Link didn't work for me. The single wall baskets have many holes when you look at the bottom from the inside and outside and you can see light through them if you hold them up to a light. The double wall baskets have an extra layer of metal under the bottom, so that when you look at the bottom from the inside there will be many holes but from the outside there will only be one hole right in the middle, and you won't see anything through it when holding up to the light.
Originally Posted by Kenandz
It is a waste of time trying to get dual wall baskets as you will never get better than "a low /below average" coffee out of them in your 7000. Your gauge & machine works, so you really need to get a grinder asap.
FYI the "dual wall" / pressurised baskets are an attempt to get something like coffee out of an espresso machine using coarse preground coffee. The reason preground coffee is so coarse is simple - it works in plungers and dripolaters (aka "pourovers") and even works moderately well in Carmencitas (aka "stovetop espresso makers" / moka pots). If it was ground any finer it would be useless for those methods (cuppa of mud anyone?).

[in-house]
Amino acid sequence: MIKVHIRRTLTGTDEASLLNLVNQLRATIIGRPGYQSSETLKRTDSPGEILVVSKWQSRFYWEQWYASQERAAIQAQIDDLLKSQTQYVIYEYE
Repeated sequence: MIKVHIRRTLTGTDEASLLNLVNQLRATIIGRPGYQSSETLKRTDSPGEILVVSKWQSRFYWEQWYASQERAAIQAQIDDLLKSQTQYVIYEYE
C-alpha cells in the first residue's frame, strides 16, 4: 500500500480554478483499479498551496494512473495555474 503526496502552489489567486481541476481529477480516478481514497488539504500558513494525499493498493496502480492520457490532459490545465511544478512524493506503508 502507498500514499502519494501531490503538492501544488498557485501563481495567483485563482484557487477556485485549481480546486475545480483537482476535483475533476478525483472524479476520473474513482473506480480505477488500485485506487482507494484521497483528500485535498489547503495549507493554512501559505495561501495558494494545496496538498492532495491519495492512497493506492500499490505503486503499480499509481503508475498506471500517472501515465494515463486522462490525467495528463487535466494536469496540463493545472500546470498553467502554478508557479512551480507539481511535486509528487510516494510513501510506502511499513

Espresso grind is a lot finer.
Borrowing a bit of coffee from a friendly local cafe is only an option to test the machine's pour - and you already know it works anyway. Why is it useless? Coffee grounds start to oxidise within about 30 seconds after grinding and (in the case of fine espresso grinds) are pretty well dead in five minutes. That is why the preground coffee is vacuum sealed - and when you first open it a significant portion of the wonderful aroma escapes (and within a day or so even grinds that coarse are in need of pallbearers).
Back to grinders - the SB EM480 / 500 is about $200 and is a semi manual true espresso grinder (the lower models are really hit and miss and most of them lack enough adjustment anyway - ditto the Breville). The Breville Smartgrinder is about $250 and is a more automated beast. If you like to tinker and work out how things work, I would suggest you save the $50 and get the SB. Prefer convenience - get the Breville.
Either grinder will get you a lot closer to cafe standard after you get a good fresh roast. The better the roast the more likely you are to exceed cafe standard after a bit of hands on experience.
PS: Doesn't your 7000 come with a free "barista course"? If so, that will go a long way to shorten your learning curve.
Lots of good suggestions above. Those who have said get a grinder are so so right.
True, anything else really is a waste of time, note below what I use.